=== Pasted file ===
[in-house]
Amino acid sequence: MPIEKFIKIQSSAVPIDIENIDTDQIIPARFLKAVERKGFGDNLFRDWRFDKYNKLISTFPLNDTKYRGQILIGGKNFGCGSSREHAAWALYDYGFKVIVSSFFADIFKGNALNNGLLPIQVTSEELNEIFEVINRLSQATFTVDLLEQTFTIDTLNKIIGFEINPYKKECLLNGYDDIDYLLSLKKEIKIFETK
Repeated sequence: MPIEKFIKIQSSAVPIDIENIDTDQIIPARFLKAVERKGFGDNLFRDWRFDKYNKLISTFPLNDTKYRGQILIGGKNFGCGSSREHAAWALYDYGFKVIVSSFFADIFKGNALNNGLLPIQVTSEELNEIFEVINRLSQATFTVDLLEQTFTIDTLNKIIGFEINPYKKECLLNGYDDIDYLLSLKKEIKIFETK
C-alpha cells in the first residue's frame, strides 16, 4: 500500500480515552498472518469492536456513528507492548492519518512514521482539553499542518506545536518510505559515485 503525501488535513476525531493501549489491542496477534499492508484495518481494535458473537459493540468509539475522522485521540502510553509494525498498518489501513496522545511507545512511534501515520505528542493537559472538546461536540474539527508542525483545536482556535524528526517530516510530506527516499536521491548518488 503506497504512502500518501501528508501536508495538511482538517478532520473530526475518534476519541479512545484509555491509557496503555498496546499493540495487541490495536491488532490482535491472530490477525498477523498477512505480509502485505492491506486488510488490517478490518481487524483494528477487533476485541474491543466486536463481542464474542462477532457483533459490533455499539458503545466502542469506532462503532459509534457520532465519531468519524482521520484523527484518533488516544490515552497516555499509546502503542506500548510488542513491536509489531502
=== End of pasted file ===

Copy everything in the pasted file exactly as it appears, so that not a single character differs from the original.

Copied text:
[in-house]
Amino acid sequence: MPIEKFIKIQSSAVPIDIENIDTDQIIPARFLKAVERKGFGDNLFRDWRFDKYNKLISTFPLNDTKYRGQILIGGKNFGCGSSREHAAWALYDYGFKVIVSSFFADIFKGNALNNGLLPIQVTSEELNEIFEVINRLSQATFTVDLLEQTFTIDTLNKIIGFEINPYKKECLLNGYDDIDYLLSLKKEIKIFETK
Repeated sequence: MPIEKFIKIQSSAVPIDIENIDTDQIIPARFLKAVERKGFGDNLFRDWRFDKYNKLISTFPLNDTKYRGQILIGGKNFGCGSSREHAAWALYDYGFKVIVSSFFADIFKGNALNNGLLPIQVTSEELNEIFEVINRLSQATFTVDLLEQTFTIDTLNKIIGFEINPYKKECLLNGYDDIDYLLSLKKEIKIFETK
C-alpha cells in the first residue's frame, strides 16, 4: 500500500480515552498472518469492536456513528507492548492519518512514521482539553499542518506545536518510505559515485 503525501488535513476525531493501549489491542496477534499492508484495518481494535458473537459493540468509539475522522485521540502510553509494525498498518489501513496522545511507545512511534501515520505528542493537559472538546461536540474539527508542525483545536482556535524528526517530516510530506527516499536521491548518488 503506497504512502500518501501528508501536508495538511482538517478532520473530526475518534476519541479512545484509555491509557496503555498496546499493540495487541490495536491488532490482535491472530490477525498477523498477512505480509502485505492491506486488510488490517478490518481487524483494528477487533476485541474491543466486536463481542464474542462477532457483533459490533455499539458503545466502542469506532462503532459509534457520532465519531468519524482521520484523527484518533488516544490515552497516555499509546502503542506500548510488542513491536509489531502